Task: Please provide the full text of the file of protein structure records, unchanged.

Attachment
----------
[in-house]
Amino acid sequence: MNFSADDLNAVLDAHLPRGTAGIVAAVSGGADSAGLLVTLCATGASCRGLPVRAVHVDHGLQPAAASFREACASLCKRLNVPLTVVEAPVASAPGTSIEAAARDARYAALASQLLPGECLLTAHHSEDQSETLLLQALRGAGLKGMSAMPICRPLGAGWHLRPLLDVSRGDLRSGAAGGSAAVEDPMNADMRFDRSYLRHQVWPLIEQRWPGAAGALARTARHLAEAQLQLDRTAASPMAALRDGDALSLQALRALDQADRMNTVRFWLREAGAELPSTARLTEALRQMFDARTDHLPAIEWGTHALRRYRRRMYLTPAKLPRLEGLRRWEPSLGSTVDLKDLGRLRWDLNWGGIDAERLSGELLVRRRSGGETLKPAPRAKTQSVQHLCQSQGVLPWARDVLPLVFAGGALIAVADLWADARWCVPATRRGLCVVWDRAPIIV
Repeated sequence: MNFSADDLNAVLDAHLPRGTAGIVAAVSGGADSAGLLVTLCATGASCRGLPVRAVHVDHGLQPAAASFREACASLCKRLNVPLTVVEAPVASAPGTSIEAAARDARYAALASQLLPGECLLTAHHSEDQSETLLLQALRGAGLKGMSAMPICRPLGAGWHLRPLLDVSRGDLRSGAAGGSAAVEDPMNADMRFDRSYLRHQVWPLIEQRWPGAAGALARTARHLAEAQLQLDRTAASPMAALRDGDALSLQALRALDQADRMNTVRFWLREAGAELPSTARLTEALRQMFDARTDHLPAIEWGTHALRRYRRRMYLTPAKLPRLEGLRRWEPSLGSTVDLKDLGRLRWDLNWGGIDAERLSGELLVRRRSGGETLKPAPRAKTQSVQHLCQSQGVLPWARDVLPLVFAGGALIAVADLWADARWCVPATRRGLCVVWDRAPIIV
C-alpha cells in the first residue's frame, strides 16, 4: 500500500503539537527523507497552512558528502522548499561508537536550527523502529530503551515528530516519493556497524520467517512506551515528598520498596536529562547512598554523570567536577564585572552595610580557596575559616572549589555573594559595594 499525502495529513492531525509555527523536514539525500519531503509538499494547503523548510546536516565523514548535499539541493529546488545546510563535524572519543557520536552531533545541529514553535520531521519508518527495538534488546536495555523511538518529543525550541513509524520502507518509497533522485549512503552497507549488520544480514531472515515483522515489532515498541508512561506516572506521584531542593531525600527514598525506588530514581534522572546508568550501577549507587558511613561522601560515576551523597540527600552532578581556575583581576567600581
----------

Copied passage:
[in-house]
Amino acid sequence: MNFSADDLNAVLDAHLPRGTAGIVAAVSGGADSAGLLVTLCATGASCRGLPVRAVHVDHGLQPAAASFREACASLCKRLNVPLTVVEAPVASAPGTSIEAAARDARYAALASQLLPGECLLTAHHSEDQSETLLLQALRGAGLKGMSAMPICRPLGAGWHLRPLLDVSRGDLRSGAAGGSAAVEDPMNADMRFDRSYLRHQVWPLIEQRWPGAAGALARTARHLAEAQLQLDRTAASPMAALRDGDALSLQALRALDQADRMNTVRFWLREAGAELPSTARLTEALRQMFDARTDHLPAIEWGTHALRRYRRRMYLTPAKLPRLEGLRRWEPSLGSTVDLKDLGRLRWDLNWGGIDAERLSGELLVRRRSGGETLKPAPRAKTQSVQHLCQSQGVLPWARDVLPLVFAGGALIAVADLWADARWCVPATRRGLCVVWDRAPIIV
Repeated sequence: MNFSADDLNAVLDAHLPRGTAGIVAAVSGGADSAGLLVTLCATGASCRGLPVRAVHVDHGLQPAAASFREACASLCKRLNVPLTVVEAPVASAPGTSIEAAARDARYAALASQLLPGECLLTAHHSEDQSETLLLQALRGAGLKGMSAMPICRPLGAGWHLRPLLDVSRGDLRSGAAGGSAAVEDPMNADMRFDRSYLRHQVWPLIEQRWPGAAGALARTARHLAEAQLQLDRTAASPMAALRDGDALSLQALRALDQADRMNTVRFWLREAGAELPSTARLTEALRQMFDARTDHLPAIEWGTHALRRYRRRMYLTPAKLPRLEGLRRWEPSLGSTVDLKDLGRLRWDLNWGGIDAERLSGELLVRRRSGGETLKPAPRAKTQSVQHLCQSQGVLPWARDVLPLVFAGGALIAVADLWADARWCVPATRRGLCVVWDRAPIIV
C-alpha cells in the first residue's frame, strides 16, 4: 500500500503539537527523507497552512558528502522548499561508537536550527523502529530503551515528530516519493556497524520467517512506551515528598520498596536529562547512598554523570567536577564585572552595610580557596575559616572549589555573594559595594 499525502495529513492531525509555527523536514539525500519531503509538499494547503523548510546536516565523514548535499539541493529546488545546510563535524572519543557520536552531533545541529514553535520531521519508518527495538534488546536495555523511538518529543525550541513509524520502507518509497533522485549512503552497507549488520544480514531472515515483522515489532515498541508512561506516572506521584531542593531525600527514598525506588530514581534522572546508568550501577549507587558511613561522601560515576551523597540527600552532578581556575583581576567600581